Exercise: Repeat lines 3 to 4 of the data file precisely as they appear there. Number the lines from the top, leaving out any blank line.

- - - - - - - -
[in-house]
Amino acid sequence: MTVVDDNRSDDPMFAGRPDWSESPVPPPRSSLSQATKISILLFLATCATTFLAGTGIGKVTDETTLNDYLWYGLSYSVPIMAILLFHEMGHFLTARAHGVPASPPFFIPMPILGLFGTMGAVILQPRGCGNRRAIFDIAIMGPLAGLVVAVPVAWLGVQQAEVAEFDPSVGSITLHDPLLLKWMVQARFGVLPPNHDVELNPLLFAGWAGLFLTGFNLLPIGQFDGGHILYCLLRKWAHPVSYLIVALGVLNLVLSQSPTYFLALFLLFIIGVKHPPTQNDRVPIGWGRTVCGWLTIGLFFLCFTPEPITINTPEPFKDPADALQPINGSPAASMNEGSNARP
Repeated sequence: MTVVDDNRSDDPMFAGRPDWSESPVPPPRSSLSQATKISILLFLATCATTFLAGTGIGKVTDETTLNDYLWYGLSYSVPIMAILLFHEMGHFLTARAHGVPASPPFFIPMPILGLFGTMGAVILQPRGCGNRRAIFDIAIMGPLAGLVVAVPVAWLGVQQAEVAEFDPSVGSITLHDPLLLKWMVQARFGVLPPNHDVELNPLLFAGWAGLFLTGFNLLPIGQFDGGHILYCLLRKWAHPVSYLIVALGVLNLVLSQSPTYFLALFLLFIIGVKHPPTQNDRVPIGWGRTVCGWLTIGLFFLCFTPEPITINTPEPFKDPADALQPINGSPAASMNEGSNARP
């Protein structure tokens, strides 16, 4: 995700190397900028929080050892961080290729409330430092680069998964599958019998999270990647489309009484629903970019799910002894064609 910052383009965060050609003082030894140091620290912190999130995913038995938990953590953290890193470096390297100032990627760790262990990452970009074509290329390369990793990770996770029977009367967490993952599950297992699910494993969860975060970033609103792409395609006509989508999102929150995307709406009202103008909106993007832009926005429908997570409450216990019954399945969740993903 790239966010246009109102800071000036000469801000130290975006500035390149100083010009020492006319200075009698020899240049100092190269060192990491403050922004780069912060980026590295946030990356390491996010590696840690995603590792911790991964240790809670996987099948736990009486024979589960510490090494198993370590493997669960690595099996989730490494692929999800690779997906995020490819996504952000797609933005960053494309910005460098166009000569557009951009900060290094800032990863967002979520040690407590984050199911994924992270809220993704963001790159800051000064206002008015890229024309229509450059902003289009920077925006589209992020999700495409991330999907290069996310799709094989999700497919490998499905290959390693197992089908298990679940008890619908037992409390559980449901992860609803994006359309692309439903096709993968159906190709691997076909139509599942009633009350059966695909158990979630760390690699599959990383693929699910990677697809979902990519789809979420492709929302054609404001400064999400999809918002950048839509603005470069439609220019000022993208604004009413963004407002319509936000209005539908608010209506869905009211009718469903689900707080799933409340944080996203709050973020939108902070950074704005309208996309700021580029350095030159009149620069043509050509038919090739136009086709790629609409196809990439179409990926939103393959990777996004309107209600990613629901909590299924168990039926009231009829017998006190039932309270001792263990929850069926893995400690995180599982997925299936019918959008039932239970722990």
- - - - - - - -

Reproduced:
Repeated sequence: MTVVDDNRSDDPMFAGRPDWSESPVPPPRSSLSQATKISILLFLATCATTFLAGTGIGKVTDETTLNDYLWYGLSYSVPIMAILLFHEMGHFLTARAHGVPASPPFFIPMPILGLFGTMGAVILQPRGCGNRRAIFDIAIMGPLAGLVVAVPVAWLGVQQAEVAEFDPSVGSITLHDPLLLKWMVQARFGVLPPNHDVELNPLLFAGWAGLFLTGFNLLPIGQFDGGHILYCLLRKWAHPVSYLIVALGVLNLVLSQSPTYFLALFLLFIIGVKHPPTQNDRVPIGWGRTVCGWLTIGLFFLCFTPEPITINTPEPFKDPADALQPINGSPAASMNEGSNARP
């Protein structure tokens, strides 16, 4: 995700190397900028929080050892961080290729409330430092680069998964599958019998999270990647489309009484629903970019799910002894064609 910052383009965060050609003082030894140091620290912190999130995913038995938990953590953290890193470096390297100032990627760790262990990452970009074509290329390369990793990770996770029977009367967490993952599950297992699910494993969860975060970033609103792409395609006509989508999102929150995307709406009202103008909106993007832009926005429908997570409450216990019954399945969740993903 790239966010246009109102800071000036000469801000130290975006500035390149100083010009020492006319200075009698020899240049100092190269060192990491403050922004780069912060980026590295946030990356390491996010590696840690995603590792911790991964240790809670996987099948736990009486024979589960510490090494198993370590493997669960690595099996989730490494692929999800690779997906995020490819996504952000797609933005960053494309910005460098166009000569557009951009900060290094800032990863967002979520040690407590984050199911994924992270809220993704963001790159800051000064206002008015890229024309229509450059902003289009920077925006589209992020999700495409991330999907290069996310799709094989999700497919490998499905290959390693197992089908298990679940008890619908037992409390559980449901992860609803994006359309692309439903096709993968159906190709691997076909139509599942009633009350059966695909158990979630760390690699599959990383693929699910990677697809979902990519789809979420492709929302054609404001400064999400999809918002950048839509603005470069439609220019000022993208604004009413963004407002319509936000209005539908608010209506869905009211009718469903689900707080799933409340944080996203709050973020939108902070950074704005309208996309700021580029350095030159009149620069043509050509038919090739136009086709790629609409196809990439179409990926939103393959990777996004309107209600990613629901909590299924168990039926009231009829017998006190039932309270001792263990929850069926893995400690995180599982997925299936019918959008039932239970722990």